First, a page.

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Mr. REED. Mr. Speaker, I thank my colleague from Oklahoma for organizing this important topic and this conversation tonight.
Mr. Speaker, I believe in an America that is fair. I believe in an America where the rules are simple, so that hardworking taxpayers in America understand what those rules are, and they're not subject to the jeopardy of violating the rules because they're too complicated.
I believe in an America where it's not judging a person by whom they know but, rather, who they are. And, Mr. Speaker, why I start my conversation with those beliefs is because we need to apply those beliefs to getting rid of this broken, complicated Tax Code that we have in America. What we have is a Code that is not simple, that is not fair, that is way too complicated. That's why I believe in going through commonsense tax reform for the purposes of coming up with a simple, fair, and reasonable Tax Code so that people can fill out their own taxes.
As my colleague from Oklahoma rightfully points out, people are spending billions of dollars on tax preparers, third parties, and millions of hours--that can otherwise go to their businesses or to their families--to fill out a tax return that they can't understand because the rules are too complicated.
Also, we have to end what we came here to Washington, D.C., to do, my colleague from Oklahoma and myself of this freshman class in November, 2010, and that is having our country under the control of the special interests and creating those loopholes in the Tax Code that go to narrowly tailored people because of whom they know.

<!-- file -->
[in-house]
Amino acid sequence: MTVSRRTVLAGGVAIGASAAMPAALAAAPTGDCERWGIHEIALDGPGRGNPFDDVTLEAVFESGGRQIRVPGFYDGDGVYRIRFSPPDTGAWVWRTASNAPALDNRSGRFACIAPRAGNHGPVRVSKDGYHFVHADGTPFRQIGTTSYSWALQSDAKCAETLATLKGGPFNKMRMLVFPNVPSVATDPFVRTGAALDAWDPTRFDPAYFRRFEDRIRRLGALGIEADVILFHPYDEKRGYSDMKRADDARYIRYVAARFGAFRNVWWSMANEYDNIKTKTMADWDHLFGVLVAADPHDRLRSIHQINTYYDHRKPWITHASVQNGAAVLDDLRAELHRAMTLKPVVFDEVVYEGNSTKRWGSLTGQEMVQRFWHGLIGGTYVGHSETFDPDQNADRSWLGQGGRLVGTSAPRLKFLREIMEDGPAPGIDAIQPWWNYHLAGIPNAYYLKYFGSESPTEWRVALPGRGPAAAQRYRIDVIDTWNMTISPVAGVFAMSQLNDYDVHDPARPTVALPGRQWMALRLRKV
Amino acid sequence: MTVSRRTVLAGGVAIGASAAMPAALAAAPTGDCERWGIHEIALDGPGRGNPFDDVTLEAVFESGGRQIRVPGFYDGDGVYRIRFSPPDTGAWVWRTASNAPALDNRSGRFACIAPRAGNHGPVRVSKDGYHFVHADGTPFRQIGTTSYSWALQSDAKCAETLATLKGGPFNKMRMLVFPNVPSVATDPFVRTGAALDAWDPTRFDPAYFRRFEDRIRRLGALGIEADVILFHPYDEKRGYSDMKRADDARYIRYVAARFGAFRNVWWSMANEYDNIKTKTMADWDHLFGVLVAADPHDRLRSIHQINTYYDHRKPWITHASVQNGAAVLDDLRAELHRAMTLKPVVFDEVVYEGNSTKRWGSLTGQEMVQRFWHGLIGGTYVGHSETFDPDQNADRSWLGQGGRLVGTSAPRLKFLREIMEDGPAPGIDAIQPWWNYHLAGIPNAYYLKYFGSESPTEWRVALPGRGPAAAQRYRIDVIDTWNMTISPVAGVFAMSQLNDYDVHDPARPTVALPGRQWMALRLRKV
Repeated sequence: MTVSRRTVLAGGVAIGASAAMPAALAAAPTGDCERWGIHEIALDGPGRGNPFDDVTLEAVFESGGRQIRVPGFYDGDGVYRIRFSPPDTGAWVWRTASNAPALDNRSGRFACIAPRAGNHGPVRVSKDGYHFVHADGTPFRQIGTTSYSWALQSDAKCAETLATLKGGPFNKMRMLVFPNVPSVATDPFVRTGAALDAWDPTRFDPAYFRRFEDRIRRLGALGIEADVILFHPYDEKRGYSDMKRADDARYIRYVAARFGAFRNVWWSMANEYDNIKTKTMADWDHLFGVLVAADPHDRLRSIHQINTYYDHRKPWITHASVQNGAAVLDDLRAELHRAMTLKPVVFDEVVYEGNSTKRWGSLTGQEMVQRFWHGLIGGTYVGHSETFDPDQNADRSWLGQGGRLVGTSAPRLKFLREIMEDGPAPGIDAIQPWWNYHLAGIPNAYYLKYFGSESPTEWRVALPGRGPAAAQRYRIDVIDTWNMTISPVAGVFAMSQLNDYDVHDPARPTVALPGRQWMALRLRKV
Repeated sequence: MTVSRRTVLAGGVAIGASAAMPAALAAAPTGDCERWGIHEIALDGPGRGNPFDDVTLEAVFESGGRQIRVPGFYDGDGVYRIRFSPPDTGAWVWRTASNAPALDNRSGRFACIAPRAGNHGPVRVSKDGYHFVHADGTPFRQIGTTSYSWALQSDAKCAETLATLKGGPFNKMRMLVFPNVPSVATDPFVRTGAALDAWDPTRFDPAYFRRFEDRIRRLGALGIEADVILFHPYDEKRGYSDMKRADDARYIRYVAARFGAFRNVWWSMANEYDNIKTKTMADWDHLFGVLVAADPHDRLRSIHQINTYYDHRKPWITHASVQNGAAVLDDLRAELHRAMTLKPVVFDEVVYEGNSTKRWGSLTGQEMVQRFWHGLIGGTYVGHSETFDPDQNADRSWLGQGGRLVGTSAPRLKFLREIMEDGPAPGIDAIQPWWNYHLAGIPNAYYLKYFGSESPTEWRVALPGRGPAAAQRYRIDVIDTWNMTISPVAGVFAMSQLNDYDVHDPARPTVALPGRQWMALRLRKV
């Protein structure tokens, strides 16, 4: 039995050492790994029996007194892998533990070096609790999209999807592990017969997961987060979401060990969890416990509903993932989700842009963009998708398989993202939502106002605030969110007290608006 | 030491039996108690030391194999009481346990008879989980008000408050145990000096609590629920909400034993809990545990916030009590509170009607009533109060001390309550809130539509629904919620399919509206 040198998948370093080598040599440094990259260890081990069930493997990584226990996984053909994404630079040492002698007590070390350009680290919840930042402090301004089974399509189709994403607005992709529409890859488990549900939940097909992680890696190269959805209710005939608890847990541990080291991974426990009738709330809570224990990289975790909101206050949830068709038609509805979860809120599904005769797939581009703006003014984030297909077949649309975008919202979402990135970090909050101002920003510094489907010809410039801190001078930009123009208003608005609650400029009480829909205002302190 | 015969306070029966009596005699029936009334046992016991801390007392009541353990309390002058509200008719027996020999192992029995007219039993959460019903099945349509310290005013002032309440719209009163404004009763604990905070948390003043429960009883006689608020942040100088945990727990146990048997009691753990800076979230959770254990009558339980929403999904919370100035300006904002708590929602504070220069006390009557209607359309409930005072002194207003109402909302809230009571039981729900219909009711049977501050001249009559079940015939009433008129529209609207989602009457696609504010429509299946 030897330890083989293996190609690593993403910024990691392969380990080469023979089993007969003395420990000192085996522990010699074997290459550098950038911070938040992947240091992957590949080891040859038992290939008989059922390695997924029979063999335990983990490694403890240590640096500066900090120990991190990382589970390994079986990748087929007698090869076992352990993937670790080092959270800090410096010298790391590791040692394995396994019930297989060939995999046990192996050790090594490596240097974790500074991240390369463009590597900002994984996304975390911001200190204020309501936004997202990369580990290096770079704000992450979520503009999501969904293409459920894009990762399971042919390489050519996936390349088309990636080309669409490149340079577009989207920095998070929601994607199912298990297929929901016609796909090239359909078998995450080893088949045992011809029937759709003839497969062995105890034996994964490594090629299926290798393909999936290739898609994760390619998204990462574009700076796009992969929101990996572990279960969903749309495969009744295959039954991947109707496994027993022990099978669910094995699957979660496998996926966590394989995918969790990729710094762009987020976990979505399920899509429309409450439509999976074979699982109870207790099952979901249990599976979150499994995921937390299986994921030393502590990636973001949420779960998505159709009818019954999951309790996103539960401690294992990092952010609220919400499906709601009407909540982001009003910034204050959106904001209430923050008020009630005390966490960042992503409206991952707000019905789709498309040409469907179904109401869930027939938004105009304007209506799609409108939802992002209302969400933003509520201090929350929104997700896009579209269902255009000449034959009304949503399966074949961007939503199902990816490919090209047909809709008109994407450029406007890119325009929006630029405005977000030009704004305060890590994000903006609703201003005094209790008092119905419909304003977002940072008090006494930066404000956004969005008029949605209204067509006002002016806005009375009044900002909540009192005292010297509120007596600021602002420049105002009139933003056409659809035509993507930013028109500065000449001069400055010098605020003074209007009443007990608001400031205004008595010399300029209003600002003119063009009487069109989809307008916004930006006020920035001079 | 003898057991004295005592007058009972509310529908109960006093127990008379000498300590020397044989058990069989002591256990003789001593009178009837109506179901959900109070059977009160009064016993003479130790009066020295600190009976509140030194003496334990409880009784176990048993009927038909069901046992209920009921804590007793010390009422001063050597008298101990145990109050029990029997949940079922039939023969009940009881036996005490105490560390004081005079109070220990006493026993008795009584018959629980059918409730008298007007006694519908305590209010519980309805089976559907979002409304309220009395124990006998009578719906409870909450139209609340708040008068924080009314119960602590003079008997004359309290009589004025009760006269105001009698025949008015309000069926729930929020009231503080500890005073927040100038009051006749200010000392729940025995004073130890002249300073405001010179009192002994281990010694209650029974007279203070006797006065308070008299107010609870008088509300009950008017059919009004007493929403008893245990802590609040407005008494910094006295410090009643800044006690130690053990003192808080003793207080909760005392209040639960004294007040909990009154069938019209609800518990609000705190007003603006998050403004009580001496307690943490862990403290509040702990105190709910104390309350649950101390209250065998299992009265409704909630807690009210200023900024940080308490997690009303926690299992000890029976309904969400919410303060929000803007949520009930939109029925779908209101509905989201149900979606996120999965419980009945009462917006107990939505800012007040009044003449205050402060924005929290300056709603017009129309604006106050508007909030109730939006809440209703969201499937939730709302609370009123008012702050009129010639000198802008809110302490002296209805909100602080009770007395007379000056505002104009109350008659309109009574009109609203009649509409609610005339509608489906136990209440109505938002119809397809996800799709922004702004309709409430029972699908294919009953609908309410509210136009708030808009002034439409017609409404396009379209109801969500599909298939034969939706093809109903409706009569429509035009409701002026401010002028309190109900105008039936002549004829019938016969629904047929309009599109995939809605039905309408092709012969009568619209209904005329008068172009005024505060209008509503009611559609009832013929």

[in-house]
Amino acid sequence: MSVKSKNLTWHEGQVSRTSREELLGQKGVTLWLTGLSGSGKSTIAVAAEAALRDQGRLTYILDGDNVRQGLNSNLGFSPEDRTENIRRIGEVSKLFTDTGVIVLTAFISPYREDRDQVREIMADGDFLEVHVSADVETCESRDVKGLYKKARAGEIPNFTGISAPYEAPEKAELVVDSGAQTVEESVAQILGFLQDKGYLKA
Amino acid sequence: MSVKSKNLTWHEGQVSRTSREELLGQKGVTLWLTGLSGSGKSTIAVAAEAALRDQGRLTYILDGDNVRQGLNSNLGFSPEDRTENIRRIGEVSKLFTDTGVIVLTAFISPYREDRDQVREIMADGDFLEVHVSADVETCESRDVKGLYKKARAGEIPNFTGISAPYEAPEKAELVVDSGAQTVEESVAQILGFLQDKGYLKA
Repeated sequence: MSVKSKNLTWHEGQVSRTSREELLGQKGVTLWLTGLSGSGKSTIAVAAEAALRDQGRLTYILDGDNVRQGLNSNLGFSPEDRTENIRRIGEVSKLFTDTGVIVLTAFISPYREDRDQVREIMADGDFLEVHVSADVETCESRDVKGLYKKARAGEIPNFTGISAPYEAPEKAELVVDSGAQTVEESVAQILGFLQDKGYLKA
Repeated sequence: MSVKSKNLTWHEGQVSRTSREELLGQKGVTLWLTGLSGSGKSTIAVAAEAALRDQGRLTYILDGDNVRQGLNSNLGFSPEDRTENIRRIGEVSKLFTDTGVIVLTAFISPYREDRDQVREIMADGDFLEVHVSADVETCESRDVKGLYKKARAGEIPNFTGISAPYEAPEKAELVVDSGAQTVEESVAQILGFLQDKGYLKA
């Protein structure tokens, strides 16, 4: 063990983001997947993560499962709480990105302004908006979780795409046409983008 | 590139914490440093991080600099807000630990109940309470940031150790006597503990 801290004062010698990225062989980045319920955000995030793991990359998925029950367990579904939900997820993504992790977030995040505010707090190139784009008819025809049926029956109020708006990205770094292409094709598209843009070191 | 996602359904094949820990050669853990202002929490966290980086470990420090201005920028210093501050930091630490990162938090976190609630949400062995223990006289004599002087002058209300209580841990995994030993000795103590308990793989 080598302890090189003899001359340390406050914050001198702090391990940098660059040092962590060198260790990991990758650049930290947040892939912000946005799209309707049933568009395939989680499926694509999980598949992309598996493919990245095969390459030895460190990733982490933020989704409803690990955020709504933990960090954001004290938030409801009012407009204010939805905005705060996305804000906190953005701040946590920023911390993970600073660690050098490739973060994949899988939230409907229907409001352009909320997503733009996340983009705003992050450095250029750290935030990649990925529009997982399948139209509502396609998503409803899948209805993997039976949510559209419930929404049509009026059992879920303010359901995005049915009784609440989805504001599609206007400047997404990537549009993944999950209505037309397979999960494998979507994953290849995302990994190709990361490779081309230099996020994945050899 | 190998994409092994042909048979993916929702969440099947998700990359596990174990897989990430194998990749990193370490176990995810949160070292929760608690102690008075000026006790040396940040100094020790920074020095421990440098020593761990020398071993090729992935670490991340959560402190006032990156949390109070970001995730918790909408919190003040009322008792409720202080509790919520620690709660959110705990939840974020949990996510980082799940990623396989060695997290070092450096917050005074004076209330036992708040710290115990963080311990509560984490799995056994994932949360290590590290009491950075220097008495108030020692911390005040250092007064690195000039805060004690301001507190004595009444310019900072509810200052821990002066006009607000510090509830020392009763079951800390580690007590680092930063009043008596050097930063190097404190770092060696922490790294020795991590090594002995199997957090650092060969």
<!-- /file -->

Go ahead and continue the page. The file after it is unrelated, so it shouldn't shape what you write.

We want a Tax Code, I want a Tax Code, and I know my colleagues on the Ways and Means Committee want a Tax Code that promotes growth, that promotes economic opportunity, that promotes the opportunity for us to be competitive on the world stage. Because when America competes on a world stage in a competitive market, we win. We have the best workers. We have the best technology. We have freedom. We have the rule of law. We need to do commonsense tax reform for the purposes of putting us in a position where we can create the jobs today and for generations to come, because we will then create a fair, level playing field that allows us to start building things in America, allows us to put people to work for generations to come.
So I appreciate my good friend from Oklahoma bringing this issue to the forefront and having this conversation tonight, and I know he's bringing forth a copy of the Code and the regulations. And all you have to do is look at that colossal piece of paper, or reams of papers, books of papers, 70,000 pages of statutory tax and regulation. We in America can do better. We as House Republicans demand us to do better. And we will do better under the leadership that House Republicans are doing in the Ways and Means Committee and as a Conference to make sure that we end up with a Code that is simple, fair, and no longer riddled with loopholes, big government handouts, big government subsidies. That's the principle of tax reform for the Republican side of the aisle.
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